The Full Scoop (aka, TL;DNR):
I'm incredibly lucky to have the opportunity to participate in a series of meetings right now in Auckland, New Zealand. First up was the Science & Diplomacy Symposium on August 27th, and the Global Science Advice to Governments meeting August 28-29. These two meetings together explore the role of science in shaping public policy, and responding to needs in the public arena, from practical observations on how scientists can better contribute to making the world a better place, to the role of scientists from situations of crisis to conflicting ideology. I'll be live-Tweeting updates from the conference under the hashtag #SciAdvice14.
I'm in Auckland at the invitation of the International Council for Science (ICSU) thanks to the generous support of the German Research Foundation (DFG) to chair a panel on issues for early-career scientists at their General Assembly meeting, which is held once every three years (this year runs from Sunday night, August 31, through Wednesday, September 3). ICSU is a non-governmental organization with the mission to "strengthen international science for the benefit of society" through promoting international research collaboration, science for policy, and making science more open, equitable, and ethical throughout the world. Its members consist of over 120 national scientific academies of distinguished scholars elected to provide scientific advice and service to their countries (including the National Academy of Sciences in the US, and the Royal Swedish Academy of Sciences, who award most of the Nobel Prizes). Other members include international scientific unions, which focus on promoting scientific subject areas (like the International Union of Biological Sciences). The 2014 ICSU General Assembly will include discussion of the Rio+20 Sustainable Development Goals, intergovernmental assessments like the Intergovernmental Panel on Climate Change, and the new international research initiative Future Earth.
The Early Career Panel will include a diverse group of researchers on Wednesday, September 3 (see participants below). We have 45 minutes to discuss issues facing early-career scientists across disciplines, institutions, and countries, and start the conversation about some of our proposed solutions. Among other issues, we'll be discussing challenges in research funding, mentorship, citation metrics as a means of evaluation, and linking research and teaching.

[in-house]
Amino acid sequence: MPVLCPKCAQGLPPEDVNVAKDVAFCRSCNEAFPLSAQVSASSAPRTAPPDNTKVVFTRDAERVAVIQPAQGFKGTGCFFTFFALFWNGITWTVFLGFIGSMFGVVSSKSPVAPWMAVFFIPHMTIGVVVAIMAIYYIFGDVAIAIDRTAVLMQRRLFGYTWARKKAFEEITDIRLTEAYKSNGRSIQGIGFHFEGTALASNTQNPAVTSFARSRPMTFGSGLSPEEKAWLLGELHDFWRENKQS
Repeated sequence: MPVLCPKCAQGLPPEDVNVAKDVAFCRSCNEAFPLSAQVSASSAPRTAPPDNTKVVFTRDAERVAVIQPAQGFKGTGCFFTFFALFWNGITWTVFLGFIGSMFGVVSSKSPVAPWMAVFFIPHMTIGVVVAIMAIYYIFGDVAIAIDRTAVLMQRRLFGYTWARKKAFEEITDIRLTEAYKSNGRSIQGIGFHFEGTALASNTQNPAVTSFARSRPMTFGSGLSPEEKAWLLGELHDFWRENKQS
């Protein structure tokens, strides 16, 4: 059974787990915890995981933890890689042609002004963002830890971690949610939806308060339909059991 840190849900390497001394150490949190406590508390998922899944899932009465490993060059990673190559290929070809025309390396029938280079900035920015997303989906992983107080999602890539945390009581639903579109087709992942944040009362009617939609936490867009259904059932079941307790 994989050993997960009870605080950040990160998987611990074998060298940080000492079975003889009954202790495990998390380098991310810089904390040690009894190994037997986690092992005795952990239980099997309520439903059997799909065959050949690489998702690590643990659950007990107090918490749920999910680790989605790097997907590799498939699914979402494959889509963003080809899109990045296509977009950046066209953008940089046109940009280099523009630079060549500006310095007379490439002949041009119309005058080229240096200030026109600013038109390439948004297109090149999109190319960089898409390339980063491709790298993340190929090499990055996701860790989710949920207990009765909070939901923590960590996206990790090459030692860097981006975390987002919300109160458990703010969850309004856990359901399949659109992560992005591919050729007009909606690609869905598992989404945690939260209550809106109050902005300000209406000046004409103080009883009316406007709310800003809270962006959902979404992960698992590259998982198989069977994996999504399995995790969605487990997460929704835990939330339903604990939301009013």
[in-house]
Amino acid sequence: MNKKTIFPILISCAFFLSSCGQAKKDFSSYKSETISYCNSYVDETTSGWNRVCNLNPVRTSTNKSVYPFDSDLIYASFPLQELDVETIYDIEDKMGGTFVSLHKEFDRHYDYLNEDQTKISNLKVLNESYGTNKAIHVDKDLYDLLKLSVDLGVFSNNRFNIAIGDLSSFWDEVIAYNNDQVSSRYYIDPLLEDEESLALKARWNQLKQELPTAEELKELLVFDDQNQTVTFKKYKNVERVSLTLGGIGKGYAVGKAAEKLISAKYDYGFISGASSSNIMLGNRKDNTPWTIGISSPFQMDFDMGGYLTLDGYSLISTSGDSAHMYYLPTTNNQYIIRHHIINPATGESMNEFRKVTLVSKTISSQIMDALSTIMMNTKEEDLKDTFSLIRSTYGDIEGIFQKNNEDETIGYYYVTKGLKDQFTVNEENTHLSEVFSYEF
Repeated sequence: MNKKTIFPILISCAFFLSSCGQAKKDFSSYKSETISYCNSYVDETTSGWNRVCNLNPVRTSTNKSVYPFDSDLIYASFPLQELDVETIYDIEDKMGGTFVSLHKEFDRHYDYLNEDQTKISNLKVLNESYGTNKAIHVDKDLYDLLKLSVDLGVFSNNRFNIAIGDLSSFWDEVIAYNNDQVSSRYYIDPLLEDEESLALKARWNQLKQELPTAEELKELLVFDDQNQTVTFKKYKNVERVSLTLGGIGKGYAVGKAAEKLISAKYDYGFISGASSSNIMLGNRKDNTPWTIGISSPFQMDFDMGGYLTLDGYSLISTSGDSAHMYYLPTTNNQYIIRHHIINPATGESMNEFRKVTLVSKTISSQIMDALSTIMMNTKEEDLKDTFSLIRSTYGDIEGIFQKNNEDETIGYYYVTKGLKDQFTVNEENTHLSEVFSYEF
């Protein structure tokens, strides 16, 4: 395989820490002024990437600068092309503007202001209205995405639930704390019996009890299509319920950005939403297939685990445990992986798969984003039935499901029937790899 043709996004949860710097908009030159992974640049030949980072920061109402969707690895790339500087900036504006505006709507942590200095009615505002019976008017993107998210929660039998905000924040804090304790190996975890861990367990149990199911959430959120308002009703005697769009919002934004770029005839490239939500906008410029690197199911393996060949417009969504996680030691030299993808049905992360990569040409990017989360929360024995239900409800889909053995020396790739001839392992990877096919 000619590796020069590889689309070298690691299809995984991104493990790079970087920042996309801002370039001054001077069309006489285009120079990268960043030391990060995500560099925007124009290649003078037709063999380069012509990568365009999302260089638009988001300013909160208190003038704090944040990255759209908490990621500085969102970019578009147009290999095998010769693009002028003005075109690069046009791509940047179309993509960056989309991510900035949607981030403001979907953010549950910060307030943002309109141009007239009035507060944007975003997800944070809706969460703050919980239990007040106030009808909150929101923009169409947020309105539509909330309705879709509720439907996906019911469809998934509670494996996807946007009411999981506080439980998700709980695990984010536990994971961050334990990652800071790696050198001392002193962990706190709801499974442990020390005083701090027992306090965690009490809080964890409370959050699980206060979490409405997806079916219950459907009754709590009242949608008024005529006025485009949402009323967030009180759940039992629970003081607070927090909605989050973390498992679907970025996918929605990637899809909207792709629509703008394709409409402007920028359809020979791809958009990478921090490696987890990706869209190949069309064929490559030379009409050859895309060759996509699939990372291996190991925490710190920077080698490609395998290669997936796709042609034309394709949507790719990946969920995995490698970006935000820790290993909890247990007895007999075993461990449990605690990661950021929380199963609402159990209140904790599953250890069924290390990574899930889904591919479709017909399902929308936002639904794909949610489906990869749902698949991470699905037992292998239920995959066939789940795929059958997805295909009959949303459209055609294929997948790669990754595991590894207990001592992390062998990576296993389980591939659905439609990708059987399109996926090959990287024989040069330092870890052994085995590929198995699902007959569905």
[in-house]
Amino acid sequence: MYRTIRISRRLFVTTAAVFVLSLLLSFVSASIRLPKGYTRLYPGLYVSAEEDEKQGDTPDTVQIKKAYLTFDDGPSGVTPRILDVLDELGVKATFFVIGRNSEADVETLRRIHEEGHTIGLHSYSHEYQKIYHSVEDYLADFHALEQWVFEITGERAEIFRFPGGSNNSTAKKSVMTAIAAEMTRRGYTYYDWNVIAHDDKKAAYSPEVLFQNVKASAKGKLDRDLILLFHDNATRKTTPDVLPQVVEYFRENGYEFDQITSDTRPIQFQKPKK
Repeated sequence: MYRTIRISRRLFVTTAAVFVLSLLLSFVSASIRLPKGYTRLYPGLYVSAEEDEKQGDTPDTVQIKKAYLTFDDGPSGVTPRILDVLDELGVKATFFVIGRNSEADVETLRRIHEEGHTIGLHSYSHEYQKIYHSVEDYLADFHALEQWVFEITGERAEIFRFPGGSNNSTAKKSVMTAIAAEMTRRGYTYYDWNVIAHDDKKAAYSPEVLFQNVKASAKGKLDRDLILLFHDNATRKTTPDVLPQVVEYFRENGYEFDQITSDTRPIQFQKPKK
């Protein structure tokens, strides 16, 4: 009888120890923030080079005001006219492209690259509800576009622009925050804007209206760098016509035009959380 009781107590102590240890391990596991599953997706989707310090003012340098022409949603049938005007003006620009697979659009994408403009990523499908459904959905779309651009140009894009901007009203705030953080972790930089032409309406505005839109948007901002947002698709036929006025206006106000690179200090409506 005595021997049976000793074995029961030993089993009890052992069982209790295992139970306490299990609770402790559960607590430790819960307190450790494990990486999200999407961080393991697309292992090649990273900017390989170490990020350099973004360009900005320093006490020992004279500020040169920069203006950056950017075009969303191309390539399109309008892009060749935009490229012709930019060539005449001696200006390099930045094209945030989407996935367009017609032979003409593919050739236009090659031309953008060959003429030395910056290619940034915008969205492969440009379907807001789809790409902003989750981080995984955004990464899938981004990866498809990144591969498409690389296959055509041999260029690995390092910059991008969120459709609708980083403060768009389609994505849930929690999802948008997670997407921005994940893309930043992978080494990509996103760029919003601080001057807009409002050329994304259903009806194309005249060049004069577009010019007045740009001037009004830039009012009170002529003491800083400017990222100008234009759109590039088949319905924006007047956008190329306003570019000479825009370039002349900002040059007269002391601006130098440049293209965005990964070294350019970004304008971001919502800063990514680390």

We're collecting more ideas for issues to raise in this forum using the hashtag #EarlyCareerSci on Twitter, and we'd love your input (let's say by 05:00 GMT on Tuesday, September 2nd, as we're a day ahead of Europe and North America here in New Zealand!).
Thanks for your input, and stay tuned for updates from the ICSU General Assembly under the #ICSUGA hashtag on Twitter.
My colleagues on the panel include:
1. Fola Babalola, a postdoctoral fellow at the Center for Environmental Economics and Policy in Africa at the University of Pretoria. Fola works on forest socio-economics.
2. Yvonne Grunder is a Royal Society Research Fellow in the Department of Physics at Liverpool University, where she works on understanding atomic-scale structure and reactions.
3. Christine Jasoni, a senior lecturer in the Department of Anatomy at the University of Otago in New Zealand. Christine works on how challenges in the womb can affect lifelong disease risk.
4. Wilma Waterlander, a research fellow at the National Institute for Health Innovation at the University of Auckland in New Zealand. Wilma works on food policies to promote healthier eating and greater environmental sustainability.
5. Jianzhong Xu, a visiting scholar at the Department of Environmental Toxicology at the University of California-Davis. Jianzhong works on chemical analyses from fog to Himalayan glaciers.
9/2/2014 02:11:53 am
I work with many early career scientists through the Science Network at the Union of Concerned Scientists. Most of these students or recent graduates are interested in getting more involved at the intersection of science and policy, and there are several themes I've heard while talking with them. Most importantly, there are not many academic programs or postdoctoral fellowships that have an interdisciplinary approach combining science/research, policy, and communications that prepare early career scientists for work in science policy. Tied to this, there are few resources out there for early career scientists to learn about the career opportunities related to policy, even though we can all recognize that scientists and their research do have a role to play in an informed decision making process. To address this, academic programs could incorporate more interdisciplinary work in their courses to prepare early career scientists for nonacademic careers, such as those in science and policy, where their expertise is sorely needed.
9/18/2014 11:50:36 pm
Hi Melissa, thanks so much for this thoughtful comment. I'm working on a Wikipedia page compiling info on programs that provide exactly these opportunities. I'll post the link when it's workable and it would be great to have your input! Many thanks, Kim
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